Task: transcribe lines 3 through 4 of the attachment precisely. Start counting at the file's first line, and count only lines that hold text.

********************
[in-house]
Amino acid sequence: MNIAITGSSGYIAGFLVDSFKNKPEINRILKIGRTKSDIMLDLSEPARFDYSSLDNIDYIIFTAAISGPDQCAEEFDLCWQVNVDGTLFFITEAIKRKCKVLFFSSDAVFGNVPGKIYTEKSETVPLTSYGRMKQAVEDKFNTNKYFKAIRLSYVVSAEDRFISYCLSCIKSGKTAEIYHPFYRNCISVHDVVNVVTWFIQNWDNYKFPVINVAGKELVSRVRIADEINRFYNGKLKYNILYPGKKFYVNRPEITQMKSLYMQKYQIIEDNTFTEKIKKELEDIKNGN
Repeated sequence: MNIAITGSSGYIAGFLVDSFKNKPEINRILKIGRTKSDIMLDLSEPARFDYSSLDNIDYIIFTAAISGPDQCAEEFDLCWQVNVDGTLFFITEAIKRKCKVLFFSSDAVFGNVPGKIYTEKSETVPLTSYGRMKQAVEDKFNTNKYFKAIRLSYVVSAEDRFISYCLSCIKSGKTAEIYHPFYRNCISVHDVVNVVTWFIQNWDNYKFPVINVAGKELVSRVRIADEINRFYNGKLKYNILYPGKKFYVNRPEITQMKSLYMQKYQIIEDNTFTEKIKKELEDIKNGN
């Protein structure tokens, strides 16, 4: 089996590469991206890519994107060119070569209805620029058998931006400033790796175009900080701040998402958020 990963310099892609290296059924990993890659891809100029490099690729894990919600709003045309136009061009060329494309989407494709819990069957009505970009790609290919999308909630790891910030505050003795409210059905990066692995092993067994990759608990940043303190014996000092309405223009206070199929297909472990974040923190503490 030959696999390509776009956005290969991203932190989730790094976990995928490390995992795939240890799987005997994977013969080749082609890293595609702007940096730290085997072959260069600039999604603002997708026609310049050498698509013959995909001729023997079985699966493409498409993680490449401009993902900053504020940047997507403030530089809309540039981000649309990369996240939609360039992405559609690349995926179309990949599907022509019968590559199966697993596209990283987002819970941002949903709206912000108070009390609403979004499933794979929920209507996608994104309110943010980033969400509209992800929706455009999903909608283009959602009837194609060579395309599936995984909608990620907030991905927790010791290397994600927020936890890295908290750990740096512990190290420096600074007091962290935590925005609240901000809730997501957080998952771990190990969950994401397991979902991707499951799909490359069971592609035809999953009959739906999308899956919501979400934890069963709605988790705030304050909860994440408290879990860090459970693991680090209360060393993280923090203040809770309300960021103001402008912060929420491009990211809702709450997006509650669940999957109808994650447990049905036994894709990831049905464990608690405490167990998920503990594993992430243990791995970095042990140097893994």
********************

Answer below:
Repeated sequence: MNIAITGSSGYIAGFLVDSFKNKPEINRILKIGRTKSDIMLDLSEPARFDYSSLDNIDYIIFTAAISGPDQCAEEFDLCWQVNVDGTLFFITEAIKRKCKVLFFSSDAVFGNVPGKIYTEKSETVPLTSYGRMKQAVEDKFNTNKYFKAIRLSYVVSAEDRFISYCLSCIKSGKTAEIYHPFYRNCISVHDVVNVVTWFIQNWDNYKFPVINVAGKELVSRVRIADEINRFYNGKLKYNILYPGKKFYVNRPEITQMKSLYMQKYQIIEDNTFTEKIKKELEDIKNGN
């Protein structure tokens, strides 16, 4: 089996590469991206890519994107060119070569209805620029058998931006400033790796175009900080701040998402958020 990963310099892609290296059924990993890659891809100029490099690729894990919600709003045309136009061009060329494309989407494709819990069957009505970009790609290919999308909630790891910030505050003795409210059905990066692995092993067994990759608990940043303190014996000092309405223009206070199929297909472990974040923190503490 030959696999390509776009956005290969991203932190989730790094976990995928490390995992795939240890799987005997994977013969080749082609890293595609702007940096730290085997072959260069600039999604603002997708026609310049050498698509013959995909001729023997079985699966493409498409993680490449401009993902900053504020940047997507403030530089809309540039981000649309990369996240939609360039992405559609690349995926179309990949599907022509019968590559199966697993596209990283987002819970941002949903709206912000108070009390609403979004499933794979929920209507996608994104309110943010980033969400509209992800929706455009999903909608283009959602009837194609060579395309599936995984909608990620907030991905927790010791290397994600927020936890890295908290750990740096512990190290420096600074007091962290935590925005609240901000809730997501957080998952771990190990969950994401397991979902991707499951799909490359069971592609035809999953009959739906999308899956919501979400934890069963709605988790705030304050909860994440408290879990860090459970693991680090209360060393993280923090203040809770309300960021103001402008912060929420491009990211809702709450997006509650669940999957109808994650447990049905036994894709990831049905464990608690405490167990998920503990594993992430243990791995970095042990140097893994």